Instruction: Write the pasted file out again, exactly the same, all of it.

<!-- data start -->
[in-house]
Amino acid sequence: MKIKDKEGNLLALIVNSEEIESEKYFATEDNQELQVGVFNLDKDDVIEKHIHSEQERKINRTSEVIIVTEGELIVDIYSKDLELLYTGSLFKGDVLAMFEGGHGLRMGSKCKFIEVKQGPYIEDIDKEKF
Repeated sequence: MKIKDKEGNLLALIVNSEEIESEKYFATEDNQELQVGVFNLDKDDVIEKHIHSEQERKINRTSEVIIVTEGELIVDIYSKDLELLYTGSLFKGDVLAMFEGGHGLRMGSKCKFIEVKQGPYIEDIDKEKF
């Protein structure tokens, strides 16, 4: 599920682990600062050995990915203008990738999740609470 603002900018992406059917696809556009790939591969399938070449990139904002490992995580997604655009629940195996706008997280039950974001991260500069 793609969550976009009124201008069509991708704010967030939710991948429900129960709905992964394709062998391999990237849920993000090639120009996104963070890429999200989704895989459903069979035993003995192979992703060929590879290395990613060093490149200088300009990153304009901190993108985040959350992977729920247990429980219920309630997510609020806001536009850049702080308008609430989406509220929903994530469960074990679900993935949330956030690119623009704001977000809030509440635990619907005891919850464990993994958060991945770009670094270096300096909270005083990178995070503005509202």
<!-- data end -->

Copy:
[in-house]
Amino acid sequence: MKIKDKEGNLLALIVNSEEIESEKYFATEDNQELQVGVFNLDKDDVIEKHIHSEQERKINRTSEVIIVTEGELIVDIYSKDLELLYTGSLFKGDVLAMFEGGHGLRMGSKCKFIEVKQGPYIEDIDKEKF
Repeated sequence: MKIKDKEGNLLALIVNSEEIESEKYFATEDNQELQVGVFNLDKDDVIEKHIHSEQERKINRTSEVIIVTEGELIVDIYSKDLELLYTGSLFKGDVLAMFEGGHGLRMGSKCKFIEVKQGPYIEDIDKEKF
């Protein structure tokens, strides 16, 4: 599920682990600062050995990915203008990738999740609470 603002900018992406059917696809556009790939591969399938070449990139904002490992995580997604655009629940195996706008997280039950974001991260500069 793609969550976009009124201008069509991708704010967030939710991948429900129960709905992964394709062998391999990237849920993000090639120009996104963070890429999200989704895989459903069979035993003995192979992703060929590879290395990613060093490149200088300009990153304009901190993108985040959350992977729920247990429980219920309630997510609020806001536009850049702080308008609430989406509220929903994530469960074990679900993935949330956030690119623009704001977000809030509440635990619907005891919850464990993994958060991945770009670094270096300096909270005083990178995070503005509202």